This is one of the less formal (yes, you read that right) bedrooms in one of the later additions to the chateau. The railing is to keep the courtiers who are invited to watch you get up, dress, pray, eat, use the facilities (no lie!) and pretty much everything else, at a safe distance. Um, no thanks.
A table gifted to the royal family. It's carved from one solid hunk of wood ladies and gents. Wow.
I tried to sneak into the unopened rooms and Eric caught me! Just kidding... maybe.
At the end of some war (it was a long day people, my details are fuzzy), the losing side gave France this present of a baptismal font carved from Serbian (? Maybe Slovokian? Started with an "S") malachite. Isn't that crazy looking? There were about 15 malachite pieces in the room, another of which you can see in the background.
Most of the lawns are neatly manicured. We even saw someone trimming topiaries with a wooden guide, ah perfectionism. But the parts near Marie Antoinette's private farm were my favorite, I think. They're more wild and mysterious. What can I say? I prefer meandering (English) gardens to manicured (French) ones.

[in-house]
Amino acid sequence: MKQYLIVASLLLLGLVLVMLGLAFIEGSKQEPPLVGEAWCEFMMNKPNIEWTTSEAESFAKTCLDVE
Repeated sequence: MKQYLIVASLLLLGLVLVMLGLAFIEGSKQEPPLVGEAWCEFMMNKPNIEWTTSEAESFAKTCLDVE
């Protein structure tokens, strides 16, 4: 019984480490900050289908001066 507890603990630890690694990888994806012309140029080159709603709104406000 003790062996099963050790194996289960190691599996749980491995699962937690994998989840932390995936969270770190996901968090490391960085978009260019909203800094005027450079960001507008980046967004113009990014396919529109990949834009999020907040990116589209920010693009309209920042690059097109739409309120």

The farm still functions and local school children manage the plots. They even grow grapes for pressing into wine as you can see above. Well, actually there were no grapes, but the vines were there so you get the idea.
And about an hour after we took this photo we were back in Paris. Just as we were arriving home, we got caught in another downpour and dodged into a café for dinner to avoid the torrential rain. One bely full of Risotto, and another full of Cote de Boeuf later we headed home and collapsed. Again. This seems to be a theme!
Tomorrow you'll hear about how I'll never drink another cup of coffee again (maybe), how we almost got booted from a major museum (not really, but my guilty conscience was working overtime!). But, au revoir for now!